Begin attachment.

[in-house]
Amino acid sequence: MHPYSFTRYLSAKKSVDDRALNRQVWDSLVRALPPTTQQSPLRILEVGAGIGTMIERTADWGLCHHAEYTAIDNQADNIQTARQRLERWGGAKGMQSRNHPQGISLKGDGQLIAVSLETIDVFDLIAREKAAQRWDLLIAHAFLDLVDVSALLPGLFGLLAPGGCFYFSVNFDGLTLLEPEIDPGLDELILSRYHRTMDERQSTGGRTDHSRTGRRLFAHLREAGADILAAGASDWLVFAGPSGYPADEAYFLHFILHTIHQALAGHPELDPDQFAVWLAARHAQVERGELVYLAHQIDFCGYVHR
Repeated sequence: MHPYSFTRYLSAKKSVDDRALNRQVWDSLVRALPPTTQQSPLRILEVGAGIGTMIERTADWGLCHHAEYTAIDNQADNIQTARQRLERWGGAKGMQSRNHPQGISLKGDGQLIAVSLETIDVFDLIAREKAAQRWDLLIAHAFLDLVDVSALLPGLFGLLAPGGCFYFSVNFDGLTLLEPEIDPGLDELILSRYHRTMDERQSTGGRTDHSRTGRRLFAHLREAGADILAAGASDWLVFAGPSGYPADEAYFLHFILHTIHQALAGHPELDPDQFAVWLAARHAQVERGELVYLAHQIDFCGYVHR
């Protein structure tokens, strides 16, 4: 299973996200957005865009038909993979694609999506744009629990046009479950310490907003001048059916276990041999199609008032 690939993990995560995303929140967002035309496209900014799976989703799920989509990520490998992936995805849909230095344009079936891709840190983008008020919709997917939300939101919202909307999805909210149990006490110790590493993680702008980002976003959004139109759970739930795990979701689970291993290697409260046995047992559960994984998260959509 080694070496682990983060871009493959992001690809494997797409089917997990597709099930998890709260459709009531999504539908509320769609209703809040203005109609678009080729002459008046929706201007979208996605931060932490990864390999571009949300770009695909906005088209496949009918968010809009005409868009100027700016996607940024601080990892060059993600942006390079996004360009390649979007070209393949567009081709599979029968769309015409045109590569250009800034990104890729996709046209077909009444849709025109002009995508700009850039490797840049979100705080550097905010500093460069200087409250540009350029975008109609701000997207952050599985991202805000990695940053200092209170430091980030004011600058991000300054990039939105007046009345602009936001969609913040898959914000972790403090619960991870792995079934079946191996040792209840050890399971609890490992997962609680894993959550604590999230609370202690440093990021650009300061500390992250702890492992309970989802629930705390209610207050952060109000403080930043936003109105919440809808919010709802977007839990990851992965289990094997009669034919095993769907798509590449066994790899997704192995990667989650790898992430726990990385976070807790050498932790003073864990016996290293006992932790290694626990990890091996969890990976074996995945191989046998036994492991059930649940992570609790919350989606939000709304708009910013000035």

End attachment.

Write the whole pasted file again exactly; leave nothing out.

[in-house]
Amino acid sequence: MHPYSFTRYLSAKKSVDDRALNRQVWDSLVRALPPTTQQSPLRILEVGAGIGTMIERTADWGLCHHAEYTAIDNQADNIQTARQRLERWGGAKGMQSRNHPQGISLKGDGQLIAVSLETIDVFDLIAREKAAQRWDLLIAHAFLDLVDVSALLPGLFGLLAPGGCFYFSVNFDGLTLLEPEIDPGLDELILSRYHRTMDERQSTGGRTDHSRTGRRLFAHLREAGADILAAGASDWLVFAGPSGYPADEAYFLHFILHTIHQALAGHPELDPDQFAVWLAARHAQVERGELVYLAHQIDFCGYVHR
Repeated sequence: MHPYSFTRYLSAKKSVDDRALNRQVWDSLVRALPPTTQQSPLRILEVGAGIGTMIERTADWGLCHHAEYTAIDNQADNIQTARQRLERWGGAKGMQSRNHPQGISLKGDGQLIAVSLETIDVFDLIAREKAAQRWDLLIAHAFLDLVDVSALLPGLFGLLAPGGCFYFSVNFDGLTLLEPEIDPGLDELILSRYHRTMDERQSTGGRTDHSRTGRRLFAHLREAGADILAAGASDWLVFAGPSGYPADEAYFLHFILHTIHQALAGHPELDPDQFAVWLAARHAQVERGELVYLAHQIDFCGYVHR
């Protein structure tokens, strides 16, 4: 299973996200957005865009038909993979694609999506744009629990046009479950310490907003001048059916276990041999199609008032 690939993990995560995303929140967002035309496209900014799976989703799920989509990520490998992936995805849909230095344009079936891709840190983008008020919709997917939300939101919202909307999805909210149990006490110790590493993680702008980002976003959004139109759970739930795990979701689970291993290697409260046995047992559960994984998260959509 080694070496682990983060871009493959992001690809494997797409089917997990597709099930998890709260459709009531999504539908509320769609209703809040203005109609678009080729002459008046929706201007979208996605931060932490990864390999571009949300770009695909906005088209496949009918968010809009005409868009100027700016996607940024601080990892060059993600942006390079996004360009390649979007070209393949567009081709599979029968769309015409045109590569250009800034990104890729996709046209077909009444849709025109002009995508700009850039490797840049979100705080550097905010500093460069200087409250540009350029975008109609701000997207952050599985991202805000990695940053200092209170430091980030004011600058991000300054990039939105007046009345602009936001969609913040898959914000972790403090619960991870792995079934079946191996040792209840050890399971609890490992997962609680894993959550604590999230609370202690440093990021650009300061500390992250702890492992309970989802629930705390209610207050952060109000403080930043936003109105919440809808919010709802977007839990990851992965289990094997009669034919095993769907798509590449066994790899997704192995990667989650790898992430726990990385976070807790050498932790003073864990016996290293006992932790290694626990990890091996969890990976074996995945191989046998036994492991059930649940992570609790919350989606939000709304708009910013000035």